Grain sorghum sales slipped to a 4-week-low 2.508 mb for 2020/21, but 2.087 mb of new-crop milo were also sold.  Last week’s old-crop milo sales were still 1.25-times the 2.0 mb needed weekly thru the end of August.  Cumulative 2020/21 grain sorghum export commitments stand at 229.2 mb, 79.0% of USDA’s 290 mb export forecast.  Chinese purchases currently account for 98.7% of known milo export sales!
Wheat traders shrugged off strong weekly export commitments, worried that Russian wheat would continue to capture February-May demand from the US.  USDA reported that a 10-week-high 23.630 mb of US 2020/21 wheat was sold last week, about 2.5-times the 9.3 mb average sales needed weekly to reach UDSA’s 985 mb export projection.  An additional 3.436 mb of new-crop wheat was also booked last week.  Cumulative old-crop wheat sales now total 823.6 mb, the fastest sales pace since 2016/17 at market week #35. At 83.6% of projected exports, wheat sales continue to run about 4% above average for this time of year.
In daily export news, USDA did not report any daily export sales on either Wednesday or Thursday. South Korean feed mills bought two cargoes of corn totaling about 5.393 mb for May-June arrival, one from South America & the other optional-origin.  South Korean flour mills also purchased 1.183 mb of US wheat on Thursday.  Turkey’s state grain buyer also tendered for 9.252 mb of corn today. Russia officially announced a new permanent export tariff regime that will impose a 70% export tax on the difference between the port sales price & $200/mt starting April 1.  Under the plan, grain sold at $300/mt would face an export tax of $70/mt.  Considering that the export tax is designed to keep Russian consumer prices suppresses, Russian President Putin reportedly said that a farmer-support program needs to be instituted to offset the pain of the export tax plan.  Putin should ask Argentine farmers how well they like to fund their government via export tariffs.  They simply produce less.
The United Nations’ Food and Agriculture Organization reported on Thursday that its global food price index rose for the eighth straight month in January to its highest level since July 2014.  The FAO food index, which measures the cost of various cereals, oilseeds, dairy products, meat & sugar, rose from December’s upwardly revised 108.6 (+1.1) to 113.3 last month.  Several nations, such as China, have tried to curb price increases by stockpiling imports, further pushing up global prices.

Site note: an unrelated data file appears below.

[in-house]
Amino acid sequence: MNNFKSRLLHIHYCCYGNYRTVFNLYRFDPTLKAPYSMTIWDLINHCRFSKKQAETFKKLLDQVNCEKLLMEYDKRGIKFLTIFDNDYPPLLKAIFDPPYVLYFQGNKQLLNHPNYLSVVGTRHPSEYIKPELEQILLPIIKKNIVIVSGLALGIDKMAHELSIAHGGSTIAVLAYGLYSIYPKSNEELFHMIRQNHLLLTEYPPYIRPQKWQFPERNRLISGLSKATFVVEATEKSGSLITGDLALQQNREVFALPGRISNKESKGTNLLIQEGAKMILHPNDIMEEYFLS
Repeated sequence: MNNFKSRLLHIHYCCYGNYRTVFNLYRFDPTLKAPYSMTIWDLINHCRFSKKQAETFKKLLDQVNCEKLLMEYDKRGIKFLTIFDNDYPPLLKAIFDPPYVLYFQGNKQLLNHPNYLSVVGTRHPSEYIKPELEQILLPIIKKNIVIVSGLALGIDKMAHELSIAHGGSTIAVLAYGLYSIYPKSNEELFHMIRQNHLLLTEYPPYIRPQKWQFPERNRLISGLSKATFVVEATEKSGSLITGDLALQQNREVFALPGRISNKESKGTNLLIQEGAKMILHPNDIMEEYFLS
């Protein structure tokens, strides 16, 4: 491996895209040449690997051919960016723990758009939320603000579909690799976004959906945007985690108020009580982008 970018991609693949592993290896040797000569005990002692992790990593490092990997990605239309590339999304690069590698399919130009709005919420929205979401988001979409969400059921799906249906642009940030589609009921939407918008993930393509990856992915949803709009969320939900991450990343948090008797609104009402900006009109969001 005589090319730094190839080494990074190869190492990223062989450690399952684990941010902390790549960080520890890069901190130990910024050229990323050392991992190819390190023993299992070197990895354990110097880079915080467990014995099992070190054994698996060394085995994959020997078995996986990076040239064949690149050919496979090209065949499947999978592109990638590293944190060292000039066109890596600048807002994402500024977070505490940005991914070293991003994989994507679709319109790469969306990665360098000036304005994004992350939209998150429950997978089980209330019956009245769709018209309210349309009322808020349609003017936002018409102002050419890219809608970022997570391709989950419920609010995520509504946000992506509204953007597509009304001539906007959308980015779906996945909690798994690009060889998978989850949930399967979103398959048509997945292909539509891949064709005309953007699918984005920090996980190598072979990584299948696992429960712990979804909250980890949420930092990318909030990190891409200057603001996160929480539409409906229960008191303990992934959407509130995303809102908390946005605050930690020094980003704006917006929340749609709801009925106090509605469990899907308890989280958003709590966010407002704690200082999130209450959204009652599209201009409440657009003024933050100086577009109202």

Locally, corn & wheat basis levels were steady on Thursday, but soybean basis slipped 2c lower.  Thru Thursday’s closing bids, cash corn & beans were each up 7c but wheat was down 25c for the week.
Would you like CBOT futures prices reported to your phone? Top Ag can send you nearby & harvest futures prices for corn, soybeans & wheat at 9:45 am, 11:15 am & 1:45 pm each day.  We provide the service for free, but you may have to pay for text messages--depending upon your phone plan. Call Scott or Jacob at Okawville at 243-5293 or Mike at Trenton at 224-7332 & we'll get you set up! 
"Closing Comments" are written by David Marshall, First Choice Commodities LLC, Nashville, IL.  To learn more about his farm marketing advisory or commodity brokerage services, contact him at or call (618) 327-4370 (voice/fax) or (618) 314-0918 (cell). This commentary is not intended for specific trading strategies. We strive to insure this information is reliable, but we cannot guarantee its accuracy or completeness.  Commodity trading involves risks. You should fully understand those risks before trading.